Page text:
In the past, Abu Alhaija said, he has been metres from bleeding children and prevented from rescuing them by Israeli forces. These situations weigh heavily on him: “We always have a feeling of guilt, that perhaps I should have tried more to reach the injured person – although it is not my fault. I imagine that perhaps this injured person that I could not reach could be my son or brother or one of my relatives.”

These are not feelings that workers can simply switch off from outside of the job. “Sometimes, I see injured people in desperate need for our help, which Israeli forces prevent us from providing,” said Ameed Soboh Ahmed, a 38-year-old medical worker from Nablus. “These people are on my mind, and I think about them constantly – so much so, that some nights I can’t sleep. Our inability to help them and the feeling of failure to provide help weighs on me.”

Paramedics are acutely aware of the risk they face just by going to work each day. Conditions have become so dangerous that when Medical Aid for Palestinians (MAP) surveyed paramedic crews last month to assess their supply needs, they found that one of the most frequent requests was for body armour. “When I leave the house, I often feel that I am saying goodbye to my children and family,” said Soboh Ahmed, “and I do not know whether I will return safely or not – so my view of them is a farewell look.”

Amid the escalation in violence, MAP has provided bulletproof vests and helmets for medical workers. While this support is vital, it isn’t always guaranteed to protect people working in the field. According to MAP, last month, Israeli forces stopped ambulance workers and made them remove their clothes before confiscating their bulletproof vests. 

The current wave of attacks on medical workers recalls the second intifada, when 12 medics were killed, according to the Red Crescent. They also take place against a backdrop of longstanding structural violations against Palestinian healthcare. This includes Israeli policies preventing Palestinians from setting up their own permanent healthcare facilities, and the blockade of Gaza, which has severely restricted access to specialised medical care due to delays or the denial of patients’ exit permits.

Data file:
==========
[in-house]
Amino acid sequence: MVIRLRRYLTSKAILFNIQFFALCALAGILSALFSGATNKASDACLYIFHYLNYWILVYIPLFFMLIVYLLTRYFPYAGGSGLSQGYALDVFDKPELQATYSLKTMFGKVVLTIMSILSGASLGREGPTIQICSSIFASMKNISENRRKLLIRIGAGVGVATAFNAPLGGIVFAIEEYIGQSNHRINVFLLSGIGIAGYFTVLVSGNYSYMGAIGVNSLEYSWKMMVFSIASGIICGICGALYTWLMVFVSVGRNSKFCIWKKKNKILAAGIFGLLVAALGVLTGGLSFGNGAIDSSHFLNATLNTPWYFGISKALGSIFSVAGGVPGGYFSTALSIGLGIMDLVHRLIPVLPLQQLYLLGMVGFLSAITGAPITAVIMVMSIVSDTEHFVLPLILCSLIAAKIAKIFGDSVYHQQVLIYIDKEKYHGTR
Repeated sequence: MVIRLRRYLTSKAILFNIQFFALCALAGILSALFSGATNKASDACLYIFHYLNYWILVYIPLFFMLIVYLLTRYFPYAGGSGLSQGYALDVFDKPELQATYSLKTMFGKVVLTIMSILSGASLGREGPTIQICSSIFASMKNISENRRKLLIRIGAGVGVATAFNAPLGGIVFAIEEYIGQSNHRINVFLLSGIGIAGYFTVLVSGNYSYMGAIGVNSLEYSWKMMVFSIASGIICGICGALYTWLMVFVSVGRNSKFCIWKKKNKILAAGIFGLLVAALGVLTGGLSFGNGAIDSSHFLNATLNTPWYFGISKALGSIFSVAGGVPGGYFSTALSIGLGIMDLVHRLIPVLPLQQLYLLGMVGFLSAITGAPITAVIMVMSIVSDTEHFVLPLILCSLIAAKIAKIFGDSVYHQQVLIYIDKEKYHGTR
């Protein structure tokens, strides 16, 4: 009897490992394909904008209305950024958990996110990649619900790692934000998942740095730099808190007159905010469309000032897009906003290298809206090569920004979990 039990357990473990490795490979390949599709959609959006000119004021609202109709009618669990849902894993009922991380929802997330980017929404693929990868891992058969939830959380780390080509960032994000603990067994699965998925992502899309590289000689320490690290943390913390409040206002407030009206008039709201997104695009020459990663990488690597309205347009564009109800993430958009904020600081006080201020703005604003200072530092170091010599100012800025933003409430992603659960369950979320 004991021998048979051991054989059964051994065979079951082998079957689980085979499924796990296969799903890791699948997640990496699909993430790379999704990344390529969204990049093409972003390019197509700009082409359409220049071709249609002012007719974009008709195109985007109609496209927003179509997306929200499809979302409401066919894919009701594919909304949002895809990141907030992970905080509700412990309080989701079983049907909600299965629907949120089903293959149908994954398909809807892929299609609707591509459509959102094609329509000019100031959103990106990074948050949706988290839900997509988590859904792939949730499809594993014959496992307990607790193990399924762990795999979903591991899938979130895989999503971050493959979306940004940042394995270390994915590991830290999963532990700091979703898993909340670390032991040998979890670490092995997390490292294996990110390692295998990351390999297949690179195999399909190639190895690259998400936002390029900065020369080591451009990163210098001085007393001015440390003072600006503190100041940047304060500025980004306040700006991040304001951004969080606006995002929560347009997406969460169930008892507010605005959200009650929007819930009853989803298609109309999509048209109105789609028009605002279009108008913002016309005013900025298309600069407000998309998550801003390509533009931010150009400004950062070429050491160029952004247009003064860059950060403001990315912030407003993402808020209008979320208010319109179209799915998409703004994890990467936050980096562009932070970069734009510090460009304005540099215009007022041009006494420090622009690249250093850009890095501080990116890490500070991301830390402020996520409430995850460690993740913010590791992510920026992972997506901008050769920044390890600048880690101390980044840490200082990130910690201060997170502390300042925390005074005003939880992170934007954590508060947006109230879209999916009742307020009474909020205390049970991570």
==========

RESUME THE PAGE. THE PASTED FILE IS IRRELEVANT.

MAP already has mobile health clinics in areas where the Palestinian Authority cannot establish services because it is under full Israeli control. But recent instances of medical workers being blocked from accessing the injured have highlighted the need to go further in ensuring a continuum of care. “Something we’re implementing right now [is] training people that are already in the community to at least provide the basic first aid to people in need,” said Aisha Mansour, MAP’s West Bank director. 

Another recent intervention MAP is providing is “self-care” workshops for Palestinian medical workers. “I don’t think there’s any way, given the situation, to remove the source of anxiety,” said Mansour. “But [it’s about] finding ways to deal with it and to find some ways for them to care for themselves.”

Palestinian health workers are in desperate need of this psychological support and life-saving equipment – but it will take much more for them to feel safe at work. “I cannot be safe at work as long as the occupation continues,” said Jumaa. “But I will not waver, not for a moment, in trying to fulfil my humanitarian duty in rescuing lives.”

Daisy Schofield is a freelance journalist.